Tuesday, November 20, 2012

Do Yamawakis exist?

In the days leading up to Thanksgiving, I'm an absolute pleasure to be around. My friends and family can attest to this. In order to feign gratefulness for an entire 24-hour period, I have to unleash all my crabbiness beforehand, and you, Gymternet, get to experience a little bit of my holiday cheer.

There's one high bar combination that I cannot stand:

Stoop (sometimes called an Adler) to a full pirouette on one arm



If this combination were a dude, I'd kick it in the junk. I hate it that much.

I hate it for two reasons. First, almost every male gymnast competed this combination. (For women's gymnastics fans: it was the aerial front walkover + back handspring stepout + layout stepout of the last quad.) Second, I'm not convinced that anyone really does a Yamawaki.

What is a Yamawaki? you ask. That's a darn good question. I have a feeling they might be mythical creatures like unicorns or centaurs because they seem to exist only in books. Like this one:

Normally, I find these drawings confusing, but this one actually clarifies a lot for me. First, it shows that a Yamawaki should be done with a straight body. Second, it shows that the Yamawaki should be executed as if it were a laid-out Markelov. This means that the half twist should happen before the gymnast's body crosses the bar. In other words, when he flies over the bar, he should not be able to see the bar for a brief moment because he is doing something like a laid-out reverse hecht over the bar.

Now, let's take a look at a few stills from the high bar finals in London. Do any of these men fit those criteria?

I'm sorry, but 


Just No.

Is anyone stretched? No. Did anyone turn before his feet crossed the bar? No. Yet, somehow, all of these gymnasts received credit for a Yamawaki (a D), when some of them probably should have received credit for a Voronin (a B).

A Voronin is similar to the Yamawaki in that the release comes from a back uprise. But instead of being stretched like the Yamawaki, the Voronin is piked. Furthermore, the twist does not have to be completed before the gymnast crosses over the bar, meaning the gymnast can see the bar the entire time during a Voronin.

Above, all of the offenders were looking at the bar the entire freakin' time, and honestly, on a frame to frame basis, I see more similarities between the Imaginary-Yamawakis-Being-Performed and a Voronin. I mean, just look at the beginning of Garibov's "Yamawaki"!

His butt screams, "Voronin!!!!" 

I mean, c'mon! That butt position does not appear anywhere in the diagram of the Yamawaki! It does, however, show up in the diagram of a Voronin...

Dear Mr. Judge,

I get it. These gymnasts are putting you in a very hard position. A Voronin is not considered a very flighty release, and these gymnasts are getting a lot of hang time. Plus, their chests are in an in-between position--not really a Voronin and not really a Yamawaki. So, it is hard to decide what the gymnasts are doing, but in my mind, what I'm seeing is clearly not a Yamawaki.

I mean, you have to ask yourself whether the gymnasts are really doing Yamawakis. Like, really? Do their "Yamawakis" look anything like the picture in the Code of Points? Is what they're doing really a D skill?

The gymnasts, I'm sure, thank you for your generosity during the last quadrennium. But I don't. I'm tired of watching this crap. It's time to put on your mean face, Mr. Judge, (GRR!) and stop giving credit to pseudo-Yamawakis.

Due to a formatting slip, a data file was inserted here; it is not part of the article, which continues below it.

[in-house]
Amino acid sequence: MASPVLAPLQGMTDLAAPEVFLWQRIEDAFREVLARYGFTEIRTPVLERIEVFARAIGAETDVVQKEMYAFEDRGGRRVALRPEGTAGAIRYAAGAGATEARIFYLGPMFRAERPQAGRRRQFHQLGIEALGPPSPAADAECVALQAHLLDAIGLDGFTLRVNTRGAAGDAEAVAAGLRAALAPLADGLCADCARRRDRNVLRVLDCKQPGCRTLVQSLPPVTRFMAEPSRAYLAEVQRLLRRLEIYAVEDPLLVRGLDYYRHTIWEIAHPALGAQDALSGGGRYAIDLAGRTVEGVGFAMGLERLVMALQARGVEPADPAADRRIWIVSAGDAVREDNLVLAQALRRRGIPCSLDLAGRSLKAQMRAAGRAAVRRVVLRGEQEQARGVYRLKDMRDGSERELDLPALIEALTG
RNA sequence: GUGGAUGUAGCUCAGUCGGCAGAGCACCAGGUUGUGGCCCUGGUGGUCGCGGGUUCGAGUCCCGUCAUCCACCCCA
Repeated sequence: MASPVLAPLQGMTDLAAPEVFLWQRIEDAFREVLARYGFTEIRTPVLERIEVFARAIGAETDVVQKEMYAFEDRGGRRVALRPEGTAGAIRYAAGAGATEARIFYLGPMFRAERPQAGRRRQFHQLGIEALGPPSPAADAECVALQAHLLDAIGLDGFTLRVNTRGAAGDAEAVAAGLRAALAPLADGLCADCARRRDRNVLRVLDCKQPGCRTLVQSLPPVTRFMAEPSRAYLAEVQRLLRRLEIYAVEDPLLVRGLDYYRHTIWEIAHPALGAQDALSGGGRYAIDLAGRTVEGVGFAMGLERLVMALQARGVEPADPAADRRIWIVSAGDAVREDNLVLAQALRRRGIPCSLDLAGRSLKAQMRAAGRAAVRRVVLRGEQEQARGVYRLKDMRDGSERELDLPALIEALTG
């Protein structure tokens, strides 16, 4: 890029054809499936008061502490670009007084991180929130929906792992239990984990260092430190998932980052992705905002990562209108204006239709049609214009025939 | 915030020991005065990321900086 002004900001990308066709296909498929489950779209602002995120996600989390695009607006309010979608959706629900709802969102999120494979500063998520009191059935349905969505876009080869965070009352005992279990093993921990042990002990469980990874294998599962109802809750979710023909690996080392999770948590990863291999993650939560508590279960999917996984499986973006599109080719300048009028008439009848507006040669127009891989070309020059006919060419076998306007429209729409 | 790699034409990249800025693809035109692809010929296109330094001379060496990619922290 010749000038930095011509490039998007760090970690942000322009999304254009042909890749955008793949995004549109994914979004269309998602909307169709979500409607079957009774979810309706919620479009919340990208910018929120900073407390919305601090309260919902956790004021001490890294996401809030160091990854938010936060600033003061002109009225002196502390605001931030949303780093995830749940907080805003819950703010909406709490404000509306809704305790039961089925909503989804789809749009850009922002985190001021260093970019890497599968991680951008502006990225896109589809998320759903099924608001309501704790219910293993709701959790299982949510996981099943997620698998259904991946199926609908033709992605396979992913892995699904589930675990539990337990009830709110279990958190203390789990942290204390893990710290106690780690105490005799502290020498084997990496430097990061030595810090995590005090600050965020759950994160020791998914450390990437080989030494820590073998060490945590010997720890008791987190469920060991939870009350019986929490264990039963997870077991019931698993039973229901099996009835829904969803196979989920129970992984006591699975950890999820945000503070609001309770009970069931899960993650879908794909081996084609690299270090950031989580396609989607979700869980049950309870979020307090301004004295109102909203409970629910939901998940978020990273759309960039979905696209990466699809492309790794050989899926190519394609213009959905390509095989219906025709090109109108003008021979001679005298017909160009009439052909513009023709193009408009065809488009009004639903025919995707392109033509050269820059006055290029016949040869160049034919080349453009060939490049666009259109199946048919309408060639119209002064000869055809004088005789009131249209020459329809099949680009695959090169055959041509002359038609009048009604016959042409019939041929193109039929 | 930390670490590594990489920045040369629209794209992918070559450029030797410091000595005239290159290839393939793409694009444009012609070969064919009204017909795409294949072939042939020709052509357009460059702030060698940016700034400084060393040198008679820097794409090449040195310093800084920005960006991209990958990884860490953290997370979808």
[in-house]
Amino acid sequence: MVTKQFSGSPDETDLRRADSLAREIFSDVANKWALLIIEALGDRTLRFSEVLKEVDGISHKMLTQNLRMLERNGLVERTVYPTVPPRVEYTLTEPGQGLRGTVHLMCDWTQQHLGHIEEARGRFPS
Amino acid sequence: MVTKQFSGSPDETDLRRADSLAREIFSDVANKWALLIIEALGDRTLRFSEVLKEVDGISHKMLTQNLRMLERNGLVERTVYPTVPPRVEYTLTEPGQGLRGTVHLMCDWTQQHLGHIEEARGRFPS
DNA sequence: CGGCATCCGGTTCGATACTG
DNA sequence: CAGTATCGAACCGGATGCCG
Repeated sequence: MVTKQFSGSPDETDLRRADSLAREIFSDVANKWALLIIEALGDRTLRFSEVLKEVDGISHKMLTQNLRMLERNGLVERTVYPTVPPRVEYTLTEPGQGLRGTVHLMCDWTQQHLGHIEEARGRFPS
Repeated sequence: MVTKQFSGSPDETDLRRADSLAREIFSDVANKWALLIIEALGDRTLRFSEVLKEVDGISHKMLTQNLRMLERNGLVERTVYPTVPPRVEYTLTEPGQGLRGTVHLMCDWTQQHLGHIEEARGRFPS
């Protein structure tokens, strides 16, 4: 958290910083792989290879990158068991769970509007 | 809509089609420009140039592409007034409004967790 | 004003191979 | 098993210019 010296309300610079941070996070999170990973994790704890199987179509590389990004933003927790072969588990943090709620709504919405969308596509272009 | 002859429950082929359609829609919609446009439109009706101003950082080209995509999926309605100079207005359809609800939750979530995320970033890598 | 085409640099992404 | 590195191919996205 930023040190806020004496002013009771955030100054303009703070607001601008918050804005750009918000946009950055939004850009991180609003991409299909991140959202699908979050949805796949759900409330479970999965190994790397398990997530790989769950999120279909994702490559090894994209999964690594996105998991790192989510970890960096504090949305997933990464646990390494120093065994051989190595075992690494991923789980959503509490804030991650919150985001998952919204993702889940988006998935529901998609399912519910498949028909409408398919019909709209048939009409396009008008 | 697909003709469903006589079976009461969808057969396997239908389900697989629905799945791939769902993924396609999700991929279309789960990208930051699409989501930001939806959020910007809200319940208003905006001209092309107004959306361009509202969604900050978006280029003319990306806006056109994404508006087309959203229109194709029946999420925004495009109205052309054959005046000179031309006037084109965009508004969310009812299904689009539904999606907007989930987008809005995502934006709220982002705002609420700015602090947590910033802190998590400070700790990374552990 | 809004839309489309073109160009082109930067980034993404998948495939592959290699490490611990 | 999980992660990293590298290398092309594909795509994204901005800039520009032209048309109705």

Uncle Tim

Thankfully, the new Code of Points disincentivized the Adler-Yamawaki combination a bit. Whereas in the past the gymnasts received two tenths for the connection of the two skills, they will receive only an extra tenth during the upcoming quad. So, maybe--if the gym gods do exist--we will see fewer of these so-called Yamawakis.

By the way...

I'm not the only one who thinks that a Yamawaki's turn should happen before the gymnast crosses the bar. Carlos Vazquez said the same thing in a high bar clinic video.

Further Reading:

Rick at Gymnasticscoaching.com also talks about the Yamawaki in his open letter to Steve Butcher.


  1. I didn't even know a Voronin is a thing. So strange that a non laid-out, late turn D skill looks so much like good execution of a B skill. If you have more such examples, I would read. just sayin

  2. Thanks for posting this! I watch men's gymnastics, and I've been hearing people gripe about Yamawakis for a while now, but for some reason I never bothered to look up what it was. Now that I know, I totally understand all the hate. I've hated that skill this whole quad, not just because it's WAY overused, but because it's always executed so poorly! Even though I didn't know what the skill was exactly, it's never looked properly executed to me, and I'm glad I wasn't imagining that. And I'm no code expert, but there's no way I would have ever given these examples credit as a Yamawaki...they are totally Voronins! Let's hope this type of judging nonsense ends (or at least is more accurate) in the upcoming quad...

  3. Check out Charlie tamayo's yamawaki

    1. Charlie's is impressive in terms of height, but he does only a 1/4 turn before crossing the bar. Again, not truly a Yamawaki. :(

  4. I think Koji Yamamuro comes pretty close to the real thing...


  5. K Tanaka has a nice high one http://www.youtube.com/watch?v=O6ibt3Ap4UE&feature=related (though the turn is not fully completed before he crosses the bar). Overall I would say the Japanese men have a less "pikey" shape, but like the others they don't finish the half befre they cross the bar

  6. At the FIG Judging course right now.

    Yamawaki becomes a Voronin IF the hips are the highest point of the body. There's no requirement for stretch or timing of twist.

    That's the decision of the FIG MTC member responsible for Horizontal Bar.

    The mass of judges disagree.